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Florida Department of Education Bureau of Professional Practices Services

Florida Department of Education Bureau of Professional Practices Services. Marian W. Lambeth Bureau Chief . Bureau of what? . Who are we and what do we do? . Bureau of Professional Practices Services. Investigates allegations of misconduct by: Certified Educators

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Florida Department of Education Bureau of Professional Practices Services

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  1. Florida Department of Education Bureau of Professional Practices Services Marian W. Lambeth Bureau Chief

  2. Bureau of what?

  3. Who are we and what do we do?

  4. Bureau of Professional Practices Services • Investigates allegations of misconduct by: • Certified Educators • Applicants for Certification

  5. What are the Standards?Florida Statutes: 1012.56, 1012.795 & 1012.796State Board Rule: 6B-1.001 & 6B-1.006

  6. Other pertinent statutes • 1012.32. Qualifications of Personnel • 1012.33. Contracts... • 1012.465. Background screening requirements / noninstructional • 1012.798. Recovery Network Program

  7. Precedent Setting Cases • Adams v. State Professional Practices Council, 406 So.2d 1170 (Florida 1st DCA 1981) “…it should be noted that educators are held to a more rigorous moral standard than other professionals because of their role in educating children.” - - - - - - - - - - - - - - - - - - - - - - - - - - - - - - - - - - - - - - - - - - - - - - • Tomerlin v. Dade County School Board, 318 So. 2d 159 (FL 1st DCA 1975) “…A school teacher holds a position of great trust. We entrust the custody of our children to the teacher. We look to the teacher to educate and to prepare out (sic) children for their adult lives. To fulfill this trust, the teacher must be of good moral character; to require less would jeopardize the future lives of our children.”

  8. Good Moral Character • Good Moral Character is a phrase used often in the statutes with regard to requirements needed to qualify for licensure or employment with the state. However, this phrase has never been defined by the legislature. Other statutes which refer to “good moral character”, such as Section 402.305, Florida Statutes, or Section 231.17(1)(e), Florida Statutes, are usually accompanied with a list of crimes involving moral turpitude for which an applicant, if found convicted would be disqualified from receiving licensure or employment. • Rule 6B-4.009(2), FAC defines immorality as: • “ Conduct that is inconsistent with the standards of public conscience and good morals. It is conduct sufficiently notorious to bring the individual concerned or the education profession into public disgrace or disrespect and impair the individual’s service to the community.”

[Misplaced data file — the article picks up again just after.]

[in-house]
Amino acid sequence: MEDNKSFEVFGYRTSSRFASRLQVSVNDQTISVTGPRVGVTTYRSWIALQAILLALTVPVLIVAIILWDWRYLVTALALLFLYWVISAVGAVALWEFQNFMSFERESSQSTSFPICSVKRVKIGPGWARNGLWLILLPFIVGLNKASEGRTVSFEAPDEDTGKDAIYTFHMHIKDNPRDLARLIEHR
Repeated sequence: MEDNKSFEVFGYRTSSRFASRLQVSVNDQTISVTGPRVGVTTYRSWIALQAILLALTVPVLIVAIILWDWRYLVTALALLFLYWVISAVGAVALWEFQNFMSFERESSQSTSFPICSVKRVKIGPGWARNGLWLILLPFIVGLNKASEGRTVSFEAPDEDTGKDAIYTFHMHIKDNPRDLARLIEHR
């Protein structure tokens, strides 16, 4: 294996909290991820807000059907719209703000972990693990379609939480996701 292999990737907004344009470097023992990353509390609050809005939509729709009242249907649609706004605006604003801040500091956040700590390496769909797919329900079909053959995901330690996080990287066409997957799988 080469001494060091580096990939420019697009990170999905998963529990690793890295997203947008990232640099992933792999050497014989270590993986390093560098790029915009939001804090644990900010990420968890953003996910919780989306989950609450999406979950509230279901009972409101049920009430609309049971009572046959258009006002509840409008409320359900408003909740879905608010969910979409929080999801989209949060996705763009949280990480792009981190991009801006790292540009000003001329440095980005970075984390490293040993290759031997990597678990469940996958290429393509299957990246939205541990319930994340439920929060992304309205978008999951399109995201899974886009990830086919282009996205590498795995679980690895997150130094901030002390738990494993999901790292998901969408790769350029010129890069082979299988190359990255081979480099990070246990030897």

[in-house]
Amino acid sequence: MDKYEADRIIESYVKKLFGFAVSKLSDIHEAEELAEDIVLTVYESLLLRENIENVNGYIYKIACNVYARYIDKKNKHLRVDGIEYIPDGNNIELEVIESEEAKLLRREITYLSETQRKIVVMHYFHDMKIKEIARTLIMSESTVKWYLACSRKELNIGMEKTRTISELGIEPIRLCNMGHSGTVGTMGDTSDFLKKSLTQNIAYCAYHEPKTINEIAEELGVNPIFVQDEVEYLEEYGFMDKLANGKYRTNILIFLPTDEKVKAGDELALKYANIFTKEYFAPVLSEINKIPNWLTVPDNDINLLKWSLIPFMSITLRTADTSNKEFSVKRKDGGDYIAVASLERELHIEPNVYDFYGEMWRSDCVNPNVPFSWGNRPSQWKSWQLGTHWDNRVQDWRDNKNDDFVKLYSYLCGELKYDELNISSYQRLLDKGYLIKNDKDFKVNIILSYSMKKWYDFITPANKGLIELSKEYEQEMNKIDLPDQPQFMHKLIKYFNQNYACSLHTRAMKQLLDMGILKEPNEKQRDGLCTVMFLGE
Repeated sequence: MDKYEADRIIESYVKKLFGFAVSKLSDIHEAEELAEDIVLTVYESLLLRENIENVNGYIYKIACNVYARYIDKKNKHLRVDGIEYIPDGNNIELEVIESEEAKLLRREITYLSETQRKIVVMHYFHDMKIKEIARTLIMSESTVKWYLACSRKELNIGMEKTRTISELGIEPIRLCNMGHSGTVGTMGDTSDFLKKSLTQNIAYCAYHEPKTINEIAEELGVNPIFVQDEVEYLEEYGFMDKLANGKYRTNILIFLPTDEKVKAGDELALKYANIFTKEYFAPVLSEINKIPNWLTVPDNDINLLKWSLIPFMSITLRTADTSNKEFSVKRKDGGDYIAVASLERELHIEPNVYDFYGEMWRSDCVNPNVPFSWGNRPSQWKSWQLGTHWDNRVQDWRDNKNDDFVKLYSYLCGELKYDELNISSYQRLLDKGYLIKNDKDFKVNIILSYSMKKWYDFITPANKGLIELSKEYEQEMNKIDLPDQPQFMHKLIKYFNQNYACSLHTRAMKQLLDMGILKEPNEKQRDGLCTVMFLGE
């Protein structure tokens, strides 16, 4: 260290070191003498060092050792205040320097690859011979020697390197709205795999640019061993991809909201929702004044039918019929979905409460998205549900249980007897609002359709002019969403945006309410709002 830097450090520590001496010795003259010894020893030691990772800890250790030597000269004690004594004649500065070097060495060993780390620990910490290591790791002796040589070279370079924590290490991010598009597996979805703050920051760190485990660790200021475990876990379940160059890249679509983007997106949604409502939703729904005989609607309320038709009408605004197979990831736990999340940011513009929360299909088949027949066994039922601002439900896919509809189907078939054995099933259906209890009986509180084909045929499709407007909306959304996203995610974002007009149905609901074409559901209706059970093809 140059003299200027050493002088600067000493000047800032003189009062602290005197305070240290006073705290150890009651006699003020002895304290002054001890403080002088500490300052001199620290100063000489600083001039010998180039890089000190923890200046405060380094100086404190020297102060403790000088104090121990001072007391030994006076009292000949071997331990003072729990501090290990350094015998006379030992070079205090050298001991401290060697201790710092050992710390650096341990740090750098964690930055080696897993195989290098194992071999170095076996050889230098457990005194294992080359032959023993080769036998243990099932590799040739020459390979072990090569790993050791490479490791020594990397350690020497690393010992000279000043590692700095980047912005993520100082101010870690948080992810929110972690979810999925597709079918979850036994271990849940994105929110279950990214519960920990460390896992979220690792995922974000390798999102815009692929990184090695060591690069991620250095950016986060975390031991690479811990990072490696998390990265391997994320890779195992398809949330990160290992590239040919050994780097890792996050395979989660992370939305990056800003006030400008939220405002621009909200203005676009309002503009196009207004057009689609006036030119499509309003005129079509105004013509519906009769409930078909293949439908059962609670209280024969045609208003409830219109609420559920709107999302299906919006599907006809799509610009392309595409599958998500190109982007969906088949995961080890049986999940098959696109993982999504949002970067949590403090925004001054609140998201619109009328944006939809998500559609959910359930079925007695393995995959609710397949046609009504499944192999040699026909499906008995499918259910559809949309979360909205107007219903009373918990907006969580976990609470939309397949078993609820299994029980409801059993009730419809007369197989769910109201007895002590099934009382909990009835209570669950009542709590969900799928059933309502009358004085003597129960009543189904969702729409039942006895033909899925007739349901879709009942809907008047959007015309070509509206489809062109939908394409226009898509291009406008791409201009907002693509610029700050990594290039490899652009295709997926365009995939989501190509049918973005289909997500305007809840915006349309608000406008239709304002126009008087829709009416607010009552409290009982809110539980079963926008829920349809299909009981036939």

9. Moral Turpitude • Rules of the Florida Administrative Code do not provide a definition of “good moral character”. However, Rule 6B-4.009(6)FAC, defines moral turpitude as: • “ {A} crime that is evidenced by an act of baseness, vileness or depravity in the private and social duties, which, according to the accepted standards of the time a man owes to his or her fellow man or to society in general, and the doing of the act itself and not its prohibition by statute fixes moral turpitude.” • The Florida Supreme Court in Florida Board of Bar Examiners, 364 So.2d, 454, 458 (FL 1978) found that, • “A lack of “good moral character” should not be restricted to those acts that reflect moral turpitude. A more appropriate definition of the phrase requires an inclusion of acts and conduct which would cause a reasonable man to have substantial doubts about an individual’s honesty, fairness and respect for the rights of others and for the laws of the state and nation.” Reference: McKenzie, III, Sydney H., Definition of Good Moral Character Memo to Ida S. Baker, 1989